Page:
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This Week in Nucleic Acids Research: Dec 20, 2017

Researchers from the US, France, and the UK report on a database that brings together reference plant ontologies with species-specific information on everything from plant phenotypes to gene ontology, taxonomic, and experimental data. The resource, which stemmed from the Planteome project, currently contains expression, gene function, and other data for plants from 95 taxa. The team has also set its sights on other Planteome developments, including a plant stress ontology reference and a web-based gene annotation and curation tool called Planteome Noctua. "The data collected from these efforts will be shared semantically with sequencing projects, sequence archives, and publishers of scientific literature for useful integration and consistency," the authors note.

A team from Japan explores local sequence rearrangements in the human genome using a high-throughput analytical pipeline focused on finding insertions, intrachromosomal shifts, and other rearrangements contained within long sequence reads. Using this probability-based approach, the team assessed tens of millions of MinION nanopore and Pacific Biosciences long read sequences generated for the NA12878 human cell line, identifying sequence errors and authentic local rearrangements. Based on such results, the authors say their probability-based pipeline made it possible to put together "a catalog of local rearrangements in one human cell line, and show which rearrangement patterns occur."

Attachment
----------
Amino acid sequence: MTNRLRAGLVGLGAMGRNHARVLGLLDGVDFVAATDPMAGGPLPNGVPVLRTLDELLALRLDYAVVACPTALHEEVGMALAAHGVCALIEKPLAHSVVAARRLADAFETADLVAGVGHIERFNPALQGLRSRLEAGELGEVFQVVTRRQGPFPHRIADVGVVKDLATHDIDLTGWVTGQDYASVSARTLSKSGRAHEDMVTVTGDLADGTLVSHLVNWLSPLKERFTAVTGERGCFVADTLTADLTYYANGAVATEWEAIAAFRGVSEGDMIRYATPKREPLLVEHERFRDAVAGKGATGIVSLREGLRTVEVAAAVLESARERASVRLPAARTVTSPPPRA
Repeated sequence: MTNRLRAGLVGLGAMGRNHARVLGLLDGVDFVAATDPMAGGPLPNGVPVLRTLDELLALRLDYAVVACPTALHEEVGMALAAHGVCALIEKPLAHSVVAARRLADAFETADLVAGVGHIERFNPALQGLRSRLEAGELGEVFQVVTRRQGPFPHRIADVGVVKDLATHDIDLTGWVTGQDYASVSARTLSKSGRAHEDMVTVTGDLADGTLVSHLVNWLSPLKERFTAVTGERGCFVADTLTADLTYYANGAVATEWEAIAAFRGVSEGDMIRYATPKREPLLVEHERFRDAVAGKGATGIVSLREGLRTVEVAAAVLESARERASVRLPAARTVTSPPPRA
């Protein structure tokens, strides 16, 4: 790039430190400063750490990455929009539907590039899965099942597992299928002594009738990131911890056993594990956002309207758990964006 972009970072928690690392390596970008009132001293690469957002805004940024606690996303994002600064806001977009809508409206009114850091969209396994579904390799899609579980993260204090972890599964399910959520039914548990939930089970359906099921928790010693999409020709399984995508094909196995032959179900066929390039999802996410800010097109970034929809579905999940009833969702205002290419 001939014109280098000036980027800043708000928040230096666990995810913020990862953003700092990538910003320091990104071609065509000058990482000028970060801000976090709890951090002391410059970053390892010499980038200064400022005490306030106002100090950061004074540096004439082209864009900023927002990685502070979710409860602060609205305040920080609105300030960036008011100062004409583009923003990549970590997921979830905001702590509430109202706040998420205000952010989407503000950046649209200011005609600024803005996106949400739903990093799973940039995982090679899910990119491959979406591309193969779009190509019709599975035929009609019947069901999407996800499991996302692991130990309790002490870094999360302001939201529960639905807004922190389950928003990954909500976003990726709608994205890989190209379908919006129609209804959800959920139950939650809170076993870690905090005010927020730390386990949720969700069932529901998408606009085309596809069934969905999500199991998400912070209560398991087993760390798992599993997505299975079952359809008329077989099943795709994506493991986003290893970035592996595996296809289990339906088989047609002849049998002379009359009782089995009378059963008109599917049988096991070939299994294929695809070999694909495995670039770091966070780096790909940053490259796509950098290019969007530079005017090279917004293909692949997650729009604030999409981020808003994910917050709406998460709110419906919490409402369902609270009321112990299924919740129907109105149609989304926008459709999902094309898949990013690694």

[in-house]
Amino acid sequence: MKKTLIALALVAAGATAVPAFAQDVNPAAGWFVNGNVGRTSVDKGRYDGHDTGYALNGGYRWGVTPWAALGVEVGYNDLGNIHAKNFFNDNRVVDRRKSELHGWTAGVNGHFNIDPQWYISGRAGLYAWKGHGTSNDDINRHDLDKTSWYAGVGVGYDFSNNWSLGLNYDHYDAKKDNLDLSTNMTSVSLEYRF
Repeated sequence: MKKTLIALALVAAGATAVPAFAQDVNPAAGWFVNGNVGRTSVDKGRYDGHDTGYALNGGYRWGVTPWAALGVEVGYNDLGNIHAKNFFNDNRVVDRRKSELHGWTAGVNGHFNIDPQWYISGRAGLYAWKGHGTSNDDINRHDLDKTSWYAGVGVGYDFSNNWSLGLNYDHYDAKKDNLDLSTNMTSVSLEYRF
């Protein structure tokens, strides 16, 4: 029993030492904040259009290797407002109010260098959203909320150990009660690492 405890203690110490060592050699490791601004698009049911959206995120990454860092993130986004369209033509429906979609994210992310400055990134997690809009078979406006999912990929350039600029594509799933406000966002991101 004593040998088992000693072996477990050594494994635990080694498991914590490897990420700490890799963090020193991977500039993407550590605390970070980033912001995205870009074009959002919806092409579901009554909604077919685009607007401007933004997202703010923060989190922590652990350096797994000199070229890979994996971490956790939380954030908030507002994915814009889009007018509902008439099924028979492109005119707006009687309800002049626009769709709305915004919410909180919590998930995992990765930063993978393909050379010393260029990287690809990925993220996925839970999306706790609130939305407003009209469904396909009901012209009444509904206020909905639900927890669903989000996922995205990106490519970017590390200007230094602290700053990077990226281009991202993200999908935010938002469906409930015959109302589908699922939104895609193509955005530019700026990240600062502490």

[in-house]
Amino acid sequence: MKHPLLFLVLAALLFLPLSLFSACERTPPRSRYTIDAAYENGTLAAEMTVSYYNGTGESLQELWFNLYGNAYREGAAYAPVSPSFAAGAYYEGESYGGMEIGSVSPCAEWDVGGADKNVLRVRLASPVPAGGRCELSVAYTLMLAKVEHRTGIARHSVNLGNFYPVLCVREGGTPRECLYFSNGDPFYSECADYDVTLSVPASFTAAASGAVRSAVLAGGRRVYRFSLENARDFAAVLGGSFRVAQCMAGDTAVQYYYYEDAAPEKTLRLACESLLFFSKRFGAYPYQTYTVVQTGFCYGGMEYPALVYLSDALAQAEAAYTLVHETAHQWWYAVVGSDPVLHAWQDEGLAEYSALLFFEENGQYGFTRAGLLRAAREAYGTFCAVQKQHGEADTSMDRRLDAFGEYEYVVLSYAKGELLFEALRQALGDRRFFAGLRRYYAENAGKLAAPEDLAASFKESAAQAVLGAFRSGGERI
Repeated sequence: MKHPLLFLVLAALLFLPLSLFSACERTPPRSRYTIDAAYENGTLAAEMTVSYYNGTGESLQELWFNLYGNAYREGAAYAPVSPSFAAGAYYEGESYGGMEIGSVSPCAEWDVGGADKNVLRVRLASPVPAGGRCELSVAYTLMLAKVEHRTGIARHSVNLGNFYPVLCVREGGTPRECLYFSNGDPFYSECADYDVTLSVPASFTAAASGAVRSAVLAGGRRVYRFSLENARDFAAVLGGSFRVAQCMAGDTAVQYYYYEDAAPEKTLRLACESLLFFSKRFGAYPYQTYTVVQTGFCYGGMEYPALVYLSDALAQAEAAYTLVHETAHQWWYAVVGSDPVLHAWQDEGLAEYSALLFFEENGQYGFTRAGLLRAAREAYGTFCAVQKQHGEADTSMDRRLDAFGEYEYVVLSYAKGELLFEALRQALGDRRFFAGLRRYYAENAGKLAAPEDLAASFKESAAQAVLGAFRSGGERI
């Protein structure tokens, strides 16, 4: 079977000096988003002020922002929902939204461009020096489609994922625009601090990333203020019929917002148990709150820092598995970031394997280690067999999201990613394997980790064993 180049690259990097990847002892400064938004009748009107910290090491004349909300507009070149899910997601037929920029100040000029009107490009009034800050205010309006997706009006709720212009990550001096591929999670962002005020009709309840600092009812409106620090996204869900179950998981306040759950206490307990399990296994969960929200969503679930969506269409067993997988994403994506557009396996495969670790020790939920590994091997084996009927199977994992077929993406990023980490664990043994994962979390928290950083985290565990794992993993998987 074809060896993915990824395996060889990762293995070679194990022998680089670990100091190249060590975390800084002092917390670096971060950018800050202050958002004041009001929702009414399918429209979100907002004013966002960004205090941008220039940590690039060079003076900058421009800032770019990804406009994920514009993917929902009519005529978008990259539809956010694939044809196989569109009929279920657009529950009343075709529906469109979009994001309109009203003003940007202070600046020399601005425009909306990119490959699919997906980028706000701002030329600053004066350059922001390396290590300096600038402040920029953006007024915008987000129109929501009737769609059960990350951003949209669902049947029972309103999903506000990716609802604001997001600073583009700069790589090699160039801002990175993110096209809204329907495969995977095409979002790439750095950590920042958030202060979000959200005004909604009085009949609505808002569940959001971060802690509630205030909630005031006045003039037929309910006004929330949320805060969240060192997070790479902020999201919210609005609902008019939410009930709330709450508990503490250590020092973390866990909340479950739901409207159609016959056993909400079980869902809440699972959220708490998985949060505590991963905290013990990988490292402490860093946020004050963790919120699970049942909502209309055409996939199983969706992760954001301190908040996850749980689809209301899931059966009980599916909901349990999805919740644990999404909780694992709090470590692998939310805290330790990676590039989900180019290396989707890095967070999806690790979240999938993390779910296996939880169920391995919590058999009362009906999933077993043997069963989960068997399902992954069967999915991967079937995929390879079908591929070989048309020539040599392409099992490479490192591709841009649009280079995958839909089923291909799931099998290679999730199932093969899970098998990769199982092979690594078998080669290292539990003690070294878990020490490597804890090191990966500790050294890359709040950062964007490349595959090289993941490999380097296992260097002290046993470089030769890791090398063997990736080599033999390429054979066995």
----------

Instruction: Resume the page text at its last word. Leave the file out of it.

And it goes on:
Stanford University and University of Pennsylvania researchers present an algorithm for finding large rearrangements in cancer genomes that have been tackled with barcode-linked sequence reads. The team paired this ZoomX algorithm with barcode-linked reads produced using 10X Genomics library prep methods, search for inversions, deletions, and other rearrangements spanning sequences as nearby as 200,000 bases and as broad as several million bases. In a proof-of-principle analysis, the investigators applied ZoomX to linked read data generated for the NA12878 human cell line using 10,000 base scan grids. Their results suggest that the approach can detect large rearrangements in this line and in tumor samples with mixed cellularity.